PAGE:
Down in the country’s capital, David was making his way through an uncharacteristically early fog to the . He watched as familiar landmarks he was used to being guided by were shrouded in thick smoke. He did not know if it was a phenomenon of the cooler Autumnal weather or the result of the many factories that constantly spewed their fumes into the atmosphere day and night. He was glad that he spent most of his life in the country where the air was clear from such choking clouds.
Staying at his father’s Gentleman’s Club he had not been short of entertaining company. He’s caught up on the latest news from the Royal Society and sitting in the ancient leather armchairs after dinner each evening, nursing a brandy, had heard the latest political scandals and gossip from the many old stalwarts of the club. They asked after his father and remarked on his likeness to him. “He was very much like you when he was a young buck around town!” they declared more than once. They seemed to approve of him taking over some of his duties and asked David if he ever intended on standing for parliament.
He didn’t want to disappoint them and tried to remain non-committal. In truth it did not interest him in the slightest. He would rather spend his time studying and capturing his wonderful plant life.
He had spent a few days in the City and at the Bank of England, sorting out some of his father’s financial dealings and was now free to enjoy himself. This is what he had really come for – the lecture by Nathaniel Ward on his new invention – the Terrarium.
He had met up with a group of like-minded enthusiasts and they took an hour to look round this famous apothecaries’ garden.
“I was here last month” explained Matthew a young botanist from “for the lecture on medicinal plants. It was most interesting. I am writing a treatise myself, on the use of native plants with pain-relieving properties.”
He went into a little more detail as they looked at the plants in question. They all fell quiet though when they came upon the wonderful rock garden and ponds. This was magnificent. The rocks had been transported from all over the globe and even included some Icelandic lava.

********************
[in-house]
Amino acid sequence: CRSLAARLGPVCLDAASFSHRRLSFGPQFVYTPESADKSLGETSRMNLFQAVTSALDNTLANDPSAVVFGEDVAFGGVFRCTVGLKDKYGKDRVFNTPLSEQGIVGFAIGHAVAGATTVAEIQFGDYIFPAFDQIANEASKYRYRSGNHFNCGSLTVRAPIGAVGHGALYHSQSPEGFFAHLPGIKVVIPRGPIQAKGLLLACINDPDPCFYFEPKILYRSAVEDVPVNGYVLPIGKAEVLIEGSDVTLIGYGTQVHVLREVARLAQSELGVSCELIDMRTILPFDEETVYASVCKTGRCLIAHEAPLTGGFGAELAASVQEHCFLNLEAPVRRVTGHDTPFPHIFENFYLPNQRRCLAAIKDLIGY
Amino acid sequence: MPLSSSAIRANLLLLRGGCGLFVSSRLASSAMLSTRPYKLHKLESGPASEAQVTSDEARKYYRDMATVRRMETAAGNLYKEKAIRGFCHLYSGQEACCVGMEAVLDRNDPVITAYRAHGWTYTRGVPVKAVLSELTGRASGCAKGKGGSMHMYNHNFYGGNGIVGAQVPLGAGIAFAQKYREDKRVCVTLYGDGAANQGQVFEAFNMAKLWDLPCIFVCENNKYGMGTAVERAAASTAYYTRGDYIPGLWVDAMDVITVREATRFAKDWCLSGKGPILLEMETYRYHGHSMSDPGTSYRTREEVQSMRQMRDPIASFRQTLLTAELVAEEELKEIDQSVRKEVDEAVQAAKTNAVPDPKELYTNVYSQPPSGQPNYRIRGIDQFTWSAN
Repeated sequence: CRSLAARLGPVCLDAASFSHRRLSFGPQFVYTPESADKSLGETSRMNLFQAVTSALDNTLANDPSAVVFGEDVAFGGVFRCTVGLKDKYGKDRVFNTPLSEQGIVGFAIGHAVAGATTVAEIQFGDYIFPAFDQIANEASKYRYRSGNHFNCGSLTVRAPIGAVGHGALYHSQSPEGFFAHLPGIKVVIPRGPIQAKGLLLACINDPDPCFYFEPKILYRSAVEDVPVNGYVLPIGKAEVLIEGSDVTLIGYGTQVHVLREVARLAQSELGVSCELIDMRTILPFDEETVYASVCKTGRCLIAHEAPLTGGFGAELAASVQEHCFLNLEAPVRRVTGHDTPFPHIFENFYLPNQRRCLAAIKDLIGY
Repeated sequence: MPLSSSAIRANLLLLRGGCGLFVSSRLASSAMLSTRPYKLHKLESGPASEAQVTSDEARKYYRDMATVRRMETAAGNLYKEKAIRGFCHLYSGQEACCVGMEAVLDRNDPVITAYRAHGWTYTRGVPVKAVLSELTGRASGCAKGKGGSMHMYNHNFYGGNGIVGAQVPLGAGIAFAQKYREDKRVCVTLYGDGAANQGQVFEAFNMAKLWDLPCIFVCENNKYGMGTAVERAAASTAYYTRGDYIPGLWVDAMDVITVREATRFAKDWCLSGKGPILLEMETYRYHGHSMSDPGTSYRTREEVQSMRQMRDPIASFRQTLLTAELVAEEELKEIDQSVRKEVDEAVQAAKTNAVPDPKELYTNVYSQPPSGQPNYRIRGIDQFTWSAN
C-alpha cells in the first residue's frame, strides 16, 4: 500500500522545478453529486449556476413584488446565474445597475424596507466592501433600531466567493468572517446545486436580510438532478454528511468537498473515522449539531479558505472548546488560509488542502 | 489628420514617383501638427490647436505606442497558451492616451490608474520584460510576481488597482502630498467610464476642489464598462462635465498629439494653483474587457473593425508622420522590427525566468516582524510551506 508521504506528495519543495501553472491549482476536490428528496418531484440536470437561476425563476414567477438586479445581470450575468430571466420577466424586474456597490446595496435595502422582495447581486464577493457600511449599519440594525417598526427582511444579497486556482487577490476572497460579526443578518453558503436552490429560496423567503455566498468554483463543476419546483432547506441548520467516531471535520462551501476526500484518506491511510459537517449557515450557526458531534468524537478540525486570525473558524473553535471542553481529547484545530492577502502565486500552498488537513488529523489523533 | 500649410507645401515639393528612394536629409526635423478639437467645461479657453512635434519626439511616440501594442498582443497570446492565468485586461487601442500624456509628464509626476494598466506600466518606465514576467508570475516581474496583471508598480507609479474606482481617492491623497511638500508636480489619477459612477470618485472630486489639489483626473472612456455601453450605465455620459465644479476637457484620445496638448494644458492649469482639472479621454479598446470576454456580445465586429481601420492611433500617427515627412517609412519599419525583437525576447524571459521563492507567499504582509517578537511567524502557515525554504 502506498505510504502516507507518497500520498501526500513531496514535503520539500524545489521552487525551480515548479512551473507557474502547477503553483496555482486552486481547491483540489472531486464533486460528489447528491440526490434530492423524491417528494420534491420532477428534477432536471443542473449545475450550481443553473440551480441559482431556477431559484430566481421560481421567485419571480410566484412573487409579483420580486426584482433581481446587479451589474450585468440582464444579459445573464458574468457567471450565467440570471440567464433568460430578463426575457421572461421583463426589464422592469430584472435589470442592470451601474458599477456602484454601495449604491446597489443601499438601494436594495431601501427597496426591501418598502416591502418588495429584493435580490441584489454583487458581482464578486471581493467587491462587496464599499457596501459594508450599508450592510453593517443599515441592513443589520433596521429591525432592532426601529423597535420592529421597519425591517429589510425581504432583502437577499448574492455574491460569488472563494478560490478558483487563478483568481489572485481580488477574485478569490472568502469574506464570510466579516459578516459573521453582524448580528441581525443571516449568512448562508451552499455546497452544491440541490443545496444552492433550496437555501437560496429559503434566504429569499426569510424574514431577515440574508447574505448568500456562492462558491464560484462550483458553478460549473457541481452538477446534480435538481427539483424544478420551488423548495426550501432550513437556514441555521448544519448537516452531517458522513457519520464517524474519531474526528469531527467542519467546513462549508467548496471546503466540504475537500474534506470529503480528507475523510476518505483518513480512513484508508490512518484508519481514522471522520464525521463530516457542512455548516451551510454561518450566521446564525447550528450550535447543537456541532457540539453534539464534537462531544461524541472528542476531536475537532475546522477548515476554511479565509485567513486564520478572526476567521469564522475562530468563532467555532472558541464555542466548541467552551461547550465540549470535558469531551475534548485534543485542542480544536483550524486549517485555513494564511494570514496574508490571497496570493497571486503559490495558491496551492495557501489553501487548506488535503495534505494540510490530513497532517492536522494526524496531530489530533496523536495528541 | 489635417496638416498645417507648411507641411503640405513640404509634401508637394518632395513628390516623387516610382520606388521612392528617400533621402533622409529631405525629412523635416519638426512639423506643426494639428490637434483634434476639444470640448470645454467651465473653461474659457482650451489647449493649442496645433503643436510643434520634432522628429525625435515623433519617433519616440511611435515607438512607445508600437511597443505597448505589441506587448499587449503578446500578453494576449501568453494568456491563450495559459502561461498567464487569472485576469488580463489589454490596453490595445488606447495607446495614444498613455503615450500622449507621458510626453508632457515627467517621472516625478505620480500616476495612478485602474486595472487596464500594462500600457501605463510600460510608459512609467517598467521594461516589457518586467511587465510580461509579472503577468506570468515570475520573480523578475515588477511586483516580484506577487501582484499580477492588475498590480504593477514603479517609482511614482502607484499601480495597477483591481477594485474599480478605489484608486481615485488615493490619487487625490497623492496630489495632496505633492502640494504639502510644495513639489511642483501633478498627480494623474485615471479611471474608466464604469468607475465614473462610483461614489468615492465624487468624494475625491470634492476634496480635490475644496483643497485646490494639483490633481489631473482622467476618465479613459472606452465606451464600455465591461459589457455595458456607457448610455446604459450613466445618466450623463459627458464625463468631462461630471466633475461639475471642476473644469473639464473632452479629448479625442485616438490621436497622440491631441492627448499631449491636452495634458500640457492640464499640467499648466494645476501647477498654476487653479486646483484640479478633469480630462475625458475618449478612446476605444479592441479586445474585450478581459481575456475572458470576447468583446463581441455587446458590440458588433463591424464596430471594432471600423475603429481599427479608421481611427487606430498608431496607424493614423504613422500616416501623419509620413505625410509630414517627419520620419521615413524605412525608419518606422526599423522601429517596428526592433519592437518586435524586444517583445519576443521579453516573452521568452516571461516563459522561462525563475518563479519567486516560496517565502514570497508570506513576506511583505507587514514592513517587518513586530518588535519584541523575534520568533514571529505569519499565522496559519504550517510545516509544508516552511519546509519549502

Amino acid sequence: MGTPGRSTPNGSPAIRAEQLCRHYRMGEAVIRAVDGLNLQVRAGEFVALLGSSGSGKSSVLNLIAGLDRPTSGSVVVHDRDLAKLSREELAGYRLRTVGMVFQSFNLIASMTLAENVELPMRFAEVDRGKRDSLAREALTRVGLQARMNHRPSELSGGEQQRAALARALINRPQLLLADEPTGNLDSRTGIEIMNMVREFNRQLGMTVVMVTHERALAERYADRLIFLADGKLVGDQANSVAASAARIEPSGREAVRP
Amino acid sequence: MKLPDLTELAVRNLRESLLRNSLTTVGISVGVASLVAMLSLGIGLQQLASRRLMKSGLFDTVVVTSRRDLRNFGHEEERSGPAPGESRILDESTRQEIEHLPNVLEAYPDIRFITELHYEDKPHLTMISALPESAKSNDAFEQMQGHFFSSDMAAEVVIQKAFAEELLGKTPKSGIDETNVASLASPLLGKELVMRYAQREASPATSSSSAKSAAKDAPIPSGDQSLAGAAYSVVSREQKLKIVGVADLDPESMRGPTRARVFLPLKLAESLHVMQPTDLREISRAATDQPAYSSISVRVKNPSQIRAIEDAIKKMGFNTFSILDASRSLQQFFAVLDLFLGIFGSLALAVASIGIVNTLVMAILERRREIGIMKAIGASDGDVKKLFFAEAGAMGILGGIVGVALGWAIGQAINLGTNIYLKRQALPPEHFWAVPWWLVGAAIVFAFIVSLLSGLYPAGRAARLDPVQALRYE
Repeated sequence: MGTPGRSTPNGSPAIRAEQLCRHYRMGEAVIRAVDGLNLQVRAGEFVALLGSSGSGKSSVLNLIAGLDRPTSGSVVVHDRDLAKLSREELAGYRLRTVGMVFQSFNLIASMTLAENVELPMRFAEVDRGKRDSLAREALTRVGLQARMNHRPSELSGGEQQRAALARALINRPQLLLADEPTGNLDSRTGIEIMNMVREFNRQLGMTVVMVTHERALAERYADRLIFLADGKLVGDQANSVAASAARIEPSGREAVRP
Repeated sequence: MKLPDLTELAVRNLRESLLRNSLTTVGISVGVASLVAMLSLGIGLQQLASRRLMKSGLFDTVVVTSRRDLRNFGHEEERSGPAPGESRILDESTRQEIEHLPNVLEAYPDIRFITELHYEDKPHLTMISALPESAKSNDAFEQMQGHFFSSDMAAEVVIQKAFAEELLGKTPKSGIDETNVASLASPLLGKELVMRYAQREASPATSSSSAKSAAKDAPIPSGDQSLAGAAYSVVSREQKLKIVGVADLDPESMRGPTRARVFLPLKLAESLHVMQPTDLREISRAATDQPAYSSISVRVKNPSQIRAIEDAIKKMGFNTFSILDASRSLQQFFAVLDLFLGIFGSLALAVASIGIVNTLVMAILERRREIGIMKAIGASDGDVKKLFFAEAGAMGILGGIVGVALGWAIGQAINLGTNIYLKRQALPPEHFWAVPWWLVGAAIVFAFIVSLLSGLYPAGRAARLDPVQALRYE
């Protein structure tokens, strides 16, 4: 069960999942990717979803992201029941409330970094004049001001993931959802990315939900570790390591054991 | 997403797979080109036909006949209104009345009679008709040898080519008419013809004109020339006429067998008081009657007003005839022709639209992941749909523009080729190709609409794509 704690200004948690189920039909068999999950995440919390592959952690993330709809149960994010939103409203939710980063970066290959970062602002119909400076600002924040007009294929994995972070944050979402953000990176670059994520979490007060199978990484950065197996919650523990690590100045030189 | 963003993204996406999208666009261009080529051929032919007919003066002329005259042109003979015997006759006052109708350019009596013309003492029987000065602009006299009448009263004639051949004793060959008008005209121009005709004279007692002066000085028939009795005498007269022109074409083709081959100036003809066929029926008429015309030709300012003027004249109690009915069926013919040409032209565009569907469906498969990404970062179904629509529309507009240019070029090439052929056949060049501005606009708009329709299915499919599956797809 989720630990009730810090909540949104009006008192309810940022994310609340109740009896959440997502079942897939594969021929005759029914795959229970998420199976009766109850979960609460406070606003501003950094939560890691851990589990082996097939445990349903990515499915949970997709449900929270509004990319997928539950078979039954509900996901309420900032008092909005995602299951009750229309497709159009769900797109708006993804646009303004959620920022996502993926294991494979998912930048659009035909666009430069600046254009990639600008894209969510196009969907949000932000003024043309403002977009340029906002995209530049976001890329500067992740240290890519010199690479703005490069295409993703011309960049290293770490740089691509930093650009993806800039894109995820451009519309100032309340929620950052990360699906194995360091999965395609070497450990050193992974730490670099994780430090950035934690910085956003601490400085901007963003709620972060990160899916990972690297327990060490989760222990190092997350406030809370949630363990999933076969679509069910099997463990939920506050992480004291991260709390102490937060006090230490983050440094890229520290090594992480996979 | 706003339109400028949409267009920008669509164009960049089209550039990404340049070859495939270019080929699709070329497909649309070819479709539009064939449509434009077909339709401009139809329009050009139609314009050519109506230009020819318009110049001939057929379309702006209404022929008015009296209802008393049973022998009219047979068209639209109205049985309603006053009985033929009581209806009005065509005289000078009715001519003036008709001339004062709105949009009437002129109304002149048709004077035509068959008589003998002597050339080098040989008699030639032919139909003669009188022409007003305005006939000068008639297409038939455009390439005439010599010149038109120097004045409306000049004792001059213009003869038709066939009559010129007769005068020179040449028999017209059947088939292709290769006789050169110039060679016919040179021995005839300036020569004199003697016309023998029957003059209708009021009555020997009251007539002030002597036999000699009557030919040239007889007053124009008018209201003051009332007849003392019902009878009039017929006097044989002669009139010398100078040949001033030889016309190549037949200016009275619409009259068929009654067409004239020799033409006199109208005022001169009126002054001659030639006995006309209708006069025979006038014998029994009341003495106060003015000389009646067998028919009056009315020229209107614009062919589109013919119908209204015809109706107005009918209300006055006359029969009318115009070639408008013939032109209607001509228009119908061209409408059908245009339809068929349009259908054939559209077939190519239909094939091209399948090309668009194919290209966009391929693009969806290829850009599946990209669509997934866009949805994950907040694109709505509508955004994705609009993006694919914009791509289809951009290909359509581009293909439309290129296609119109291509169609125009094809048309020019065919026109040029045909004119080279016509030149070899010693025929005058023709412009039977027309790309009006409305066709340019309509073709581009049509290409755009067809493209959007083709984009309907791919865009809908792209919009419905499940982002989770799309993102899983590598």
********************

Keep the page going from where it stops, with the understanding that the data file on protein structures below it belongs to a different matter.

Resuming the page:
The garden occupied a sheltered spot close to the edge of the River Thames, which ensured that, not only was it perfect for transporting plants and rocks, but it had a more temperate climate than the rest of . There was even a splendid olive tree that regularly bore plentiful fruit.
At the appointed hour they entered the lecture hall, where there was an excited hubbub as they speculated on what it was that they were about to learn.
As they took their places in the crowded hall David reflected on his last voyage. He had tried putting his specimens under glass before, but with little success. They got too hot and wilted or shrivelled up in the cold. He was intrigued to hear how Dr Ward had met with such success. There were rumours about his experiments but he wanted to hear it all from the man himself.
He was a small unassuming man but a hypnotic speaker and David listened with rapt attention as he described his journeys to . His invention, like so many great ones before, had come about by accident. He was looking at how he could provide a moth’s pupa with a natural environment in which to live and grow. He had kept it in a sealed jar, where over time he noticed that grasses and ferns had begun to grow in the earth in the bottom. He tried a further series of experiments to see how long plants would survive in a completely sealed receptacle. The results had astounded him.
He got a joiner to construct sturdy cases out of hard wood, so that they would resist the moisture at sea and condensation on the inside where the plants would grow in the protective atmosphere. . He had them fitted tightly with thick glass panels, to withstand the rough seas and even rougher handling by the deckhands. He then attempted to transport ferns and other plants to , a journey of over six months. This was completely successful. The plants thrived and arrived at their destination in perfect health.
Having cleansed the cases thoroughly he filled them with native Australian species that no one had ever managed to transport alive before. Despite the journey being plagued by violent storms and taking over eight months, the plants arrived in good health and survived. His invention was hailed a breakthrough and he was assured a place in the botany hall of fame for posterity.
David paid particular attention to the diagrams that illustrated the talk, took many notes and at the end had chance to talk to the man himself. Dr. Ward was interested in David’s voyages and his plans for The Grange’s extensive gardens. David extended an invitation for him to come and visit when his busy medical practice would allow him the time.
He bought a copy of his leaflet “The growth of Plants without Open Exposure to the Air” so that he could start to construct some terrariums of his own.
“I can’t wait to show Violet” he thought as he took the carriage back to his club. He remembered with irritation his promise to visit George who would by now be in the with his sailing crowd. He longed to get back to The Grange so that he could get started on this wonderful new invention. His head was full of plans for another voyage, if he could persuade his father to let him have the funds.